Imagine how you are driving now as a skilled driver and years ago when you just got your driving license. There are a lot of specific skills that must be mastered before a driver reaches the level of unconscious competence, e.g., what certain signs and symbols mean, who has the right of way, how to parallel park, and how to master European roundabouts. While all of these skills are important, some are more vital than others because they are critical to success. For sales managers, coaching is such a skill, regardless if they lead a field or an inside sales team.
For most people in sales, coaching is perceived as opportunity coaching even though there are many more aspects of the sales role that must be coached. Furthermore, many salespeople, not only in inside sales, don’t feel “coached,” even if their managers call it that. Let’s start by defining what sales coaching means:
Sales coaching is a leadership skill that develops each salesperson’s full potential. Sales managers use their domain expertise, along with social, communication, and questioning skills to facilitate conversations with their team members that allow them to discover areas for improvement and possibilities to break through to new levels of success.
As importantly, sales coaching is not asking things like, “What’s your forecast this month?” or telling a salesperson, “You need to build more pipeline.” Instead, effective sales coaches consider the salesperson’s personal goals, their style, current strengths and weaknesses before engaging in a dialogue. Then, the focus of such a structured conversation is to discover areas for improvement regarding behaviors and activities that should lead to the desired results.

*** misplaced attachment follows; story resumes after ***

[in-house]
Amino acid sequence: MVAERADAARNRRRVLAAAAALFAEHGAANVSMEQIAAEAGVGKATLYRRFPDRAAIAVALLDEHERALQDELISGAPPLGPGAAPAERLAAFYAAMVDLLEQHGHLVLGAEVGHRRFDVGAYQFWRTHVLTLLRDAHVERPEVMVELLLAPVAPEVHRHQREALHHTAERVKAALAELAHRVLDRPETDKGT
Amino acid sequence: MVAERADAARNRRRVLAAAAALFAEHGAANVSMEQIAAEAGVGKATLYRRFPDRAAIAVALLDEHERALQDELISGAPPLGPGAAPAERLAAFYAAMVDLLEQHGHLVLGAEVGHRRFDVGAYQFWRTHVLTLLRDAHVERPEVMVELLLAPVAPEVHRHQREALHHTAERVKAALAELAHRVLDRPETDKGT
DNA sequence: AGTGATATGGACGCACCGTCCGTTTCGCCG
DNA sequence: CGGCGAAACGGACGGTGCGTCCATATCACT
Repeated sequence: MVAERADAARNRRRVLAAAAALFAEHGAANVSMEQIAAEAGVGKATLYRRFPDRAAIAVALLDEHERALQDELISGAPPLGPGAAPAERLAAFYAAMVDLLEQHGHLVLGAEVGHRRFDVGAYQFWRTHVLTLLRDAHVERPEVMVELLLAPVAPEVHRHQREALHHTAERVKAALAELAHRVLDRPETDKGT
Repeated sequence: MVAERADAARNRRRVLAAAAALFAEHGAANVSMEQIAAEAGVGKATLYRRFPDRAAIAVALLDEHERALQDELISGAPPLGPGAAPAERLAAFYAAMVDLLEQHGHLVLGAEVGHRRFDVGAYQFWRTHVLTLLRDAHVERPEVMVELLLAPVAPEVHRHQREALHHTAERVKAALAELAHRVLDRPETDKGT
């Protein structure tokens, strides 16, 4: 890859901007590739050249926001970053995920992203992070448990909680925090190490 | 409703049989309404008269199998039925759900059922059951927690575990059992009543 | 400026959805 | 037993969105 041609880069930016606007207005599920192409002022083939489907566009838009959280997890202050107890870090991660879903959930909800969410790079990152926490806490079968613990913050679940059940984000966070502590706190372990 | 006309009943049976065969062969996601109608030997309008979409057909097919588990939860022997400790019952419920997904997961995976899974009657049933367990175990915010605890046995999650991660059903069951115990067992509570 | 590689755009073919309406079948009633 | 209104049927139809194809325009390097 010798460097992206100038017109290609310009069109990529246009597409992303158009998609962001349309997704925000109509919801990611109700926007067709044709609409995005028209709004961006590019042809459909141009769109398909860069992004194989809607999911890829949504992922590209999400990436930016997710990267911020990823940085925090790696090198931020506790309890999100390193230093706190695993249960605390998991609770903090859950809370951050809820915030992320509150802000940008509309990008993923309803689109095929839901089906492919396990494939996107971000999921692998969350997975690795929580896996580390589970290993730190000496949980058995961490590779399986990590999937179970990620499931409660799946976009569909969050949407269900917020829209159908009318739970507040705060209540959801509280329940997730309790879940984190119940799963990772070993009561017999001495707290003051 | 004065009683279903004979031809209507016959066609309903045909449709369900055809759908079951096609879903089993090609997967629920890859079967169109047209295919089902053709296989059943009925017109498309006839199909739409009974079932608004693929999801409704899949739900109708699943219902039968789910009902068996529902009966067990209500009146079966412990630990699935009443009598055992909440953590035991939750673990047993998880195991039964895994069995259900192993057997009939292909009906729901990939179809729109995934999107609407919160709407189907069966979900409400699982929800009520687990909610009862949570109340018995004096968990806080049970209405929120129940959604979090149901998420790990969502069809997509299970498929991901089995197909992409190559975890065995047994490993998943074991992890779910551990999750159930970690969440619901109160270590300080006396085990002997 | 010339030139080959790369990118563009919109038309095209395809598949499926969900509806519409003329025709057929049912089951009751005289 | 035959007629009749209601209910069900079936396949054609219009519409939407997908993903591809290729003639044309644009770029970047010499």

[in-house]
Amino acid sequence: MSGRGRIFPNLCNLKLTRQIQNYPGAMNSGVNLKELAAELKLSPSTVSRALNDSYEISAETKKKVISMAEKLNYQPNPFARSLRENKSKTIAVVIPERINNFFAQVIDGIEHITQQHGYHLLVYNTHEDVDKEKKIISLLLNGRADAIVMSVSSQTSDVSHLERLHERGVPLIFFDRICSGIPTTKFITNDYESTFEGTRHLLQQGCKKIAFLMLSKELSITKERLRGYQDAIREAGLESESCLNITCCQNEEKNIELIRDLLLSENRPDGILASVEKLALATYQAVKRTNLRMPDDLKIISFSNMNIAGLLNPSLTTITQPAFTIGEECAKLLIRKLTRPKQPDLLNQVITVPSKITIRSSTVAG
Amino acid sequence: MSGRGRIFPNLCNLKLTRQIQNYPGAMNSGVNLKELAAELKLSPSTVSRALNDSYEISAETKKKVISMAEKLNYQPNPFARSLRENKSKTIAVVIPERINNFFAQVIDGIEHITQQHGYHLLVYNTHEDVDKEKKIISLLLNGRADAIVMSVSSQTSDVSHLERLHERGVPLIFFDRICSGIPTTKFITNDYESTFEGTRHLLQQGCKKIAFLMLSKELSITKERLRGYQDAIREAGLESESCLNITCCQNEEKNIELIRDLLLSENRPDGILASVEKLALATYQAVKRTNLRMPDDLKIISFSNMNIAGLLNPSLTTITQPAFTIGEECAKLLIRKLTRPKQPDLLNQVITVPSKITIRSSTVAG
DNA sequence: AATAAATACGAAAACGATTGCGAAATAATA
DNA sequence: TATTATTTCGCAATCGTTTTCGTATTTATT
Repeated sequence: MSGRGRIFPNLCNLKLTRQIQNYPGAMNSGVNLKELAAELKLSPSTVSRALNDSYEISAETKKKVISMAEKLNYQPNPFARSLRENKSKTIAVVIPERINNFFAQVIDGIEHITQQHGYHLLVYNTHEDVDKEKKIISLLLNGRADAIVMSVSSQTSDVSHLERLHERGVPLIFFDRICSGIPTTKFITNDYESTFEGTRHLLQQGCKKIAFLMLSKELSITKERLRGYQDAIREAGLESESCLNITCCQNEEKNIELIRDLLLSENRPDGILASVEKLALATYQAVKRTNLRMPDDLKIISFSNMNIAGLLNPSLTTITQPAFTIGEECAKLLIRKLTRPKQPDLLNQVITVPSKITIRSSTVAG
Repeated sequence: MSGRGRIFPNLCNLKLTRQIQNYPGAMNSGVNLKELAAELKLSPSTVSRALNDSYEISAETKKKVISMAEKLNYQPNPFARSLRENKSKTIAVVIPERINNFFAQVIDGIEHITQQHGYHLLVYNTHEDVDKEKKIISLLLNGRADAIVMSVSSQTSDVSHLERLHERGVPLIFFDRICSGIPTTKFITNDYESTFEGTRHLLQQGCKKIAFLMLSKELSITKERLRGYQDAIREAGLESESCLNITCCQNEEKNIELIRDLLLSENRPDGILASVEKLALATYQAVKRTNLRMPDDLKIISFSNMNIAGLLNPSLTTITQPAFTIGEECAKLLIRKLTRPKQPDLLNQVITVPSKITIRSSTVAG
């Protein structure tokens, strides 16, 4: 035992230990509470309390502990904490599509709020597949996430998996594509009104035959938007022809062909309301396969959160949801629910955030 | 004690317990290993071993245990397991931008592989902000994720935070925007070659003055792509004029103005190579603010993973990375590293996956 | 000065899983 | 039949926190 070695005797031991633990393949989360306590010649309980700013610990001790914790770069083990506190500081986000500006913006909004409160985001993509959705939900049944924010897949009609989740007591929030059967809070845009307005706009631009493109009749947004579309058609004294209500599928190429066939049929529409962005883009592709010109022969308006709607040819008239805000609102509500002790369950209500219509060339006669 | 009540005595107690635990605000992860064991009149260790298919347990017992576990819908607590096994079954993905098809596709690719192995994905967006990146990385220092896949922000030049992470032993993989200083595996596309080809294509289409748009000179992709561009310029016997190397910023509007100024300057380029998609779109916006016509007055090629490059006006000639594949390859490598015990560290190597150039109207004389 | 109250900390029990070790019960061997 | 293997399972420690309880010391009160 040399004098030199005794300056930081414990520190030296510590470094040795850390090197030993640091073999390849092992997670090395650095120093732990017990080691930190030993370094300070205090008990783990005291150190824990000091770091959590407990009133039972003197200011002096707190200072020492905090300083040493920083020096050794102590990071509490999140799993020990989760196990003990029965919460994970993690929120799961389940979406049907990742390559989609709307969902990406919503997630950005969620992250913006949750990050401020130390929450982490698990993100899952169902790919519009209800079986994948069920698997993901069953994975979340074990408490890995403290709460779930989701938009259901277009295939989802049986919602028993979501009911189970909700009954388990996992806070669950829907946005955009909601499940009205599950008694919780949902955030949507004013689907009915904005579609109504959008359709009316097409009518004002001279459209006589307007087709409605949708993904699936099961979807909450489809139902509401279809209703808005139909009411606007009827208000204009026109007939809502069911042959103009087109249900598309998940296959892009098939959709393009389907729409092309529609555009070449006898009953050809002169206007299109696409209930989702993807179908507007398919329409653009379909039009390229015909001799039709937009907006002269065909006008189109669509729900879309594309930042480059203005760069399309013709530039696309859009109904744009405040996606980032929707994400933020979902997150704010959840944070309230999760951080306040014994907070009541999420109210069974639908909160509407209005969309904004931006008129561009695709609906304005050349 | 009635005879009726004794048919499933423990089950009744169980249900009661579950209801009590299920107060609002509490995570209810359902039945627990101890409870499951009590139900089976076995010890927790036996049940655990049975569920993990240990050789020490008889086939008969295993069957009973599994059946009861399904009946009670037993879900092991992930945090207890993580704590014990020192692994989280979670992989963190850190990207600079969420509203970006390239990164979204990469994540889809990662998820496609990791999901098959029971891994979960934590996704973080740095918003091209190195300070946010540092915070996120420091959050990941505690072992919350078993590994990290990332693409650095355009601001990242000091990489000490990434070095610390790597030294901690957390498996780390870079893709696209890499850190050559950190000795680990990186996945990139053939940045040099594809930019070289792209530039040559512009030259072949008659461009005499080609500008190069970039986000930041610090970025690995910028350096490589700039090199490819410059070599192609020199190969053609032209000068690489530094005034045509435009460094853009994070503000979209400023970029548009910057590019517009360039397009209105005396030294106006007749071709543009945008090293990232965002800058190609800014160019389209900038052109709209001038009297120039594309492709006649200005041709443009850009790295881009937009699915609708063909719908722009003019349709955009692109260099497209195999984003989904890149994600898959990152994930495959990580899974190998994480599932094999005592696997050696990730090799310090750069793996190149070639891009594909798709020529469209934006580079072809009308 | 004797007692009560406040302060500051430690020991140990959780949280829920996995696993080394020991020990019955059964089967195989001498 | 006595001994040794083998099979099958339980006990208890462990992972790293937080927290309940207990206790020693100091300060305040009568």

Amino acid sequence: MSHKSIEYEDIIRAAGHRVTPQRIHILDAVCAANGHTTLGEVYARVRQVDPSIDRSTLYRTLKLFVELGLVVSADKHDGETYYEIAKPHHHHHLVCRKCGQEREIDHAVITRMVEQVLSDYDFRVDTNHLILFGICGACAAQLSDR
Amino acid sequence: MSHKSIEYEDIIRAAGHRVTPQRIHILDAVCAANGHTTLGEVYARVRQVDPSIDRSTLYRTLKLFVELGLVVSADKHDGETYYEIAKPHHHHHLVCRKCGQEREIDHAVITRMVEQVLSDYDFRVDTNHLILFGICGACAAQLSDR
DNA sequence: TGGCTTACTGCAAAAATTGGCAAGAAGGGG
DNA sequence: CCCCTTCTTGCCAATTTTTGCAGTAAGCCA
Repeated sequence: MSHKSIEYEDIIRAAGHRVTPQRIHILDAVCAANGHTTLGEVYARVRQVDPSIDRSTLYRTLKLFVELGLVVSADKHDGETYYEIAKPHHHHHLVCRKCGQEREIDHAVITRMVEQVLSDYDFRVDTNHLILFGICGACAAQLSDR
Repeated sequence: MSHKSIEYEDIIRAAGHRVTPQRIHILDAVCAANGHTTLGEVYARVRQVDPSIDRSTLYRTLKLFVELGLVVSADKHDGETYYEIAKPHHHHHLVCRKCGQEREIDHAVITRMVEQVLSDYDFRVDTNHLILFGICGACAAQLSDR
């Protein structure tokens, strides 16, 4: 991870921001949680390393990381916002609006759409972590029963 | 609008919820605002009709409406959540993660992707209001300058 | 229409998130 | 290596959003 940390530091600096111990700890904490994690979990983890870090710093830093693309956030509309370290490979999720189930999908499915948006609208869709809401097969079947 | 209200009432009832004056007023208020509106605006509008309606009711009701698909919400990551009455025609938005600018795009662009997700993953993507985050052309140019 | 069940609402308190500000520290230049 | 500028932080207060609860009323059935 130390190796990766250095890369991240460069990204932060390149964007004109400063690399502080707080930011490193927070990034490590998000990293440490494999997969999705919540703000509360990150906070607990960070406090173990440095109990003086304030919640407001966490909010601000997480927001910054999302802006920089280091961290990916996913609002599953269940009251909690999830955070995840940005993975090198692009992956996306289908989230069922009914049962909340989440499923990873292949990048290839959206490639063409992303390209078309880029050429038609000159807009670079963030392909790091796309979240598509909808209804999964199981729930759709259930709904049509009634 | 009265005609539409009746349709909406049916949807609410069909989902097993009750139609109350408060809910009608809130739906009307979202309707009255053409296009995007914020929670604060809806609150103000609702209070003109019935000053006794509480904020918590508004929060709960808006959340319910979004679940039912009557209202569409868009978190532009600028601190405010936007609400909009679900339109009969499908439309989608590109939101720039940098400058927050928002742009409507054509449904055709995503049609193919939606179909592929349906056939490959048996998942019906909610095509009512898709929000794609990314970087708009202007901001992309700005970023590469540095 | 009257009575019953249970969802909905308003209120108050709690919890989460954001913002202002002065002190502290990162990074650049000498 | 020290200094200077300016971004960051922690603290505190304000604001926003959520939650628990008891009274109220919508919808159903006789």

Coaching areas have to be defined: lead and opportunity coaching, pipeline coaching, coaching skills and behaviors, account and territory coaching
If coaching is reduced to opportunity coaching only, the organization misses out on much of the performance benefits of coaching. At CSO Insights, we separate coaching into five different areas that can be implemented step by step, according to your context:
- Lead and opportunity coaching
- Pipeline coaching
- Coaching skills and behaviors,
- Account coaching
- Territory coaching
However, in most organizations, sales coaching is currently focused on lead and opportunity coaching only. It’s remarkable that the majority of sales managers in our 2016 Sales Enablement Optimization Study said they spent less than an hour a week coaching leads and opportunities. Lead and opportunity coaching is a great starting point. But it should soon be enriched by coaching skills and behaviors as a foundational coaching layer. Especially for inside salespeople who are working most of their time on the phone, lead and opportunity coaching should always be enriched by coaching skills and behaviors.
Coaching needs to be formal to be effective